Posted by Cricthink on (December 15, 2013, 9:33 GMT)

On field Umpire makes a mistake and if one of the team challenges / uses their referral option, the 3rd Umpire needs substantial evidence to over turn Field Umpire's initial decision. This will rule out mistakes committed by the on field Umpire. If the 3rd Umpire is unable to find substantial evidence to over turn the decision made by the on Field Umpire, the initial decision will stay and for me that is the way to go forward minimizing human error. ICC should decide what the process should be instead of asking it's members to decide. India / BCCI is bullying or not is not the point here. Yes they are Cash rich and want everyone to follow what they ( BCCI )put forward, which is just not Sport but commercialization of the Game. I hope BCCI and ICC will get this sorted out for the benefit of everyone.

Posted by   on (December 15, 2013, 9:10 GMT)

I think it's high time DRS is touted to be what it really is. The way it is currently implemented it is clearly not a tool to make the right decision. It is a tool to avoid the howlers. It's as simple as that. And it's not necessarily a bad thing. The more we keep insisting it's a tool to "help the umpires make the right decisions" or the tool "to aid in decision making", such criticisms would continue to surface; and very valid criticisms at that. The quicker ICC admits the tool is JUST to avoid the howlers, the better. One line to describe how DRS is used currently is that it is used to overturn an on-field umpire's decision ONLY when the 3rd umpire is SURE it was the wrong decision.

Posted by Shaggy076 on (December 15, 2013, 9:03 GMT)

Gupta.Ankur In India it would be still out but here with the Drs England were able to change the Smith decision so I don't get your point. So 1 less incorrect decision then what would have been in India which is an immediate benefit. Yes the technology can be inconclusive so you stay with the umpires decision, and lose nothing by having a,DRS system. That is what happened here, I still don't know whether he hit it or not so stay with the umpire. As such the Drs is improving cricket if interpreted in the correct way as it has here.

Posted by Naresh28 on (December 15, 2013, 9:02 GMT)

This is only going to make India question the system more. The sound could have been bat hitting pad, anything. The replays showed a gap between ball and bat? A decision in this instance can influence the game.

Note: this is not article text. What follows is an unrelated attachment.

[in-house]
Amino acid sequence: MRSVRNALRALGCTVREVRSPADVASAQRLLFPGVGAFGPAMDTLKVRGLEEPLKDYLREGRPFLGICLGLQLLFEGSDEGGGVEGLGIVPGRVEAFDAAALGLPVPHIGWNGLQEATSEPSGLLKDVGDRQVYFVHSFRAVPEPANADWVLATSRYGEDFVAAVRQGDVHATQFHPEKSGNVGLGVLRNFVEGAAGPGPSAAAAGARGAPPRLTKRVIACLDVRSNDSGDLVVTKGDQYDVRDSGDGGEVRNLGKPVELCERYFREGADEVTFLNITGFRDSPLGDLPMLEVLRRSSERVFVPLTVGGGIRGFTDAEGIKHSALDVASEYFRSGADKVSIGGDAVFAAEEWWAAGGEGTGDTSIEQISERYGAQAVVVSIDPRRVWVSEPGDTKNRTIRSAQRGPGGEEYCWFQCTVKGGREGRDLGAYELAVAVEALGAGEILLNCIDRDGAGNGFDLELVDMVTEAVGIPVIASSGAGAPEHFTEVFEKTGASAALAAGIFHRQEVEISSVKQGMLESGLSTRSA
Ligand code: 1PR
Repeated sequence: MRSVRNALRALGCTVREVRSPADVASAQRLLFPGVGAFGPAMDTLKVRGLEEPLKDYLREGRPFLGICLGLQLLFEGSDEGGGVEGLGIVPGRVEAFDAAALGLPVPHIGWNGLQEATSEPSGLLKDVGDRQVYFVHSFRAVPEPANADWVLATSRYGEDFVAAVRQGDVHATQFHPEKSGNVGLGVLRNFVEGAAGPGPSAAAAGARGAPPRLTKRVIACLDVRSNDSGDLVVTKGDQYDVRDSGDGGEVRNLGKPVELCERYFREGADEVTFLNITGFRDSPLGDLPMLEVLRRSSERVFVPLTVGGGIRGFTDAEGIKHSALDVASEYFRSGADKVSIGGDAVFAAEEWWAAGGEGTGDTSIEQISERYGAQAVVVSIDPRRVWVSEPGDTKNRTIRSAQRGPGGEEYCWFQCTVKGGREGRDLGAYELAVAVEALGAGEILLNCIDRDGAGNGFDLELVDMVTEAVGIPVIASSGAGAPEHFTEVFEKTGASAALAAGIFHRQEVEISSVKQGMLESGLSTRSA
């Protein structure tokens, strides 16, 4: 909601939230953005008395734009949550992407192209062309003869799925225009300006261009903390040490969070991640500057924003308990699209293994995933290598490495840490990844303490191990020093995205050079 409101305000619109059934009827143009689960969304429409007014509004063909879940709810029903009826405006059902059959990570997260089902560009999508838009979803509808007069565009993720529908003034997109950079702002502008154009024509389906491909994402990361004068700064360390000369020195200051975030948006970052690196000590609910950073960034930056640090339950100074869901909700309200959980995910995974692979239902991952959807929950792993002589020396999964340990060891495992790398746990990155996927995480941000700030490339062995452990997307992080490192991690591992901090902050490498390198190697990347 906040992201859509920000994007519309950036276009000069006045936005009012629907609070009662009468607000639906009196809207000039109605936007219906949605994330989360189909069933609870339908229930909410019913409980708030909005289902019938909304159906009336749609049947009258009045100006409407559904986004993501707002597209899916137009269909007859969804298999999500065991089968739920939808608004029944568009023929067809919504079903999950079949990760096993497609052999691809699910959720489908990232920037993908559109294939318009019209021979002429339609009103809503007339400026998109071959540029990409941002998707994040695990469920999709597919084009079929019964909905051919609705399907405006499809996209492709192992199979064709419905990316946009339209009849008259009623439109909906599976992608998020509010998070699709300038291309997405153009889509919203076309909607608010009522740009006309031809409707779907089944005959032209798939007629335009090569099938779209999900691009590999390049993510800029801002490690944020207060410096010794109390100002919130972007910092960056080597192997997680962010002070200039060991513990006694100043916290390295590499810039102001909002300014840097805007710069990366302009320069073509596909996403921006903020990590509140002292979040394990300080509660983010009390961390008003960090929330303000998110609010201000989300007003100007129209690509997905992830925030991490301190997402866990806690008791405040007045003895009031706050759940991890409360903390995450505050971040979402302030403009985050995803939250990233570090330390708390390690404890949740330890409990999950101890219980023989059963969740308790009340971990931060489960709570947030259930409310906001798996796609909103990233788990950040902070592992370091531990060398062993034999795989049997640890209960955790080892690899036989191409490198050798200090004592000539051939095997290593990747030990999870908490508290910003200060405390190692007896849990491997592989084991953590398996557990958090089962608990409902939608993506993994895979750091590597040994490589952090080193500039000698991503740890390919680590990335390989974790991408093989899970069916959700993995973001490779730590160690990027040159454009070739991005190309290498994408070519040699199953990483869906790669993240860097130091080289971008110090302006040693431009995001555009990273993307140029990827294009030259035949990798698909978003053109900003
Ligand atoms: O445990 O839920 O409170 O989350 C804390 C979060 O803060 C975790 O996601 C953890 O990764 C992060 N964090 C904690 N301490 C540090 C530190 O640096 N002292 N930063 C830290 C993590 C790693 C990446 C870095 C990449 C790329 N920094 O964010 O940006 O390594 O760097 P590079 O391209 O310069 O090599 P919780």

Posted by   on (December 15, 2013, 8:28 GMT)

I think the third umpire did the right thing. When the evidence is not clear, just go with the on-field umpire's decision.

Posted by Gupta.Ankur on (December 15, 2013, 7:26 GMT)

People are now finally realizing what the indians have been saying since the inception of DRS.

Many saw it as bullying by the BCCI, but the fact is DRS is in-consistent and un-reliable and does not give definite answers unless it's a howler by the umpire and its very obvious.

I also don't see ICC asking it's umpires and people behind the DRS technology to improve its accuracy and proper utilization by the umpires.

In it's current form , DRS is only there to avoild howlers and nothing else.

Posted by milepost on (December 15, 2013, 7:12 GMT)

He nicked it, nothing using DRS says he didn't so the law is to go back to the onfield umpires original decision which was that he nicked it. It was a genuine appeal from the Aussies. Anyway dies it really matter, we've outscored England by nearly 800 runs so far this series with plenty more to come.

Posted by itisme on (December 15, 2013, 6:18 GMT)

There is only one solution. DRS is rubbish. Just get rid of it and get back to the way cricket should be played.

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Brydon CoverdaleClose
Brydon Coverdale Assistant Editor Possibly the only person to win a headline-writing award for a title with the word "heifers" in it, Brydon decided agricultural journalism wasn't for him when he took up his position with ESPNcricinfo in Melbourne. His cricketing career peaked with an unbeaten 85 in the seconds for a small team in rural Victoria on a day when they could not scrounge up 11 players and Brydon, tragically, ran out of partners to help him reach his century. He is also a compulsive TV game-show contestant and has appeared on half a dozen shows in Australia.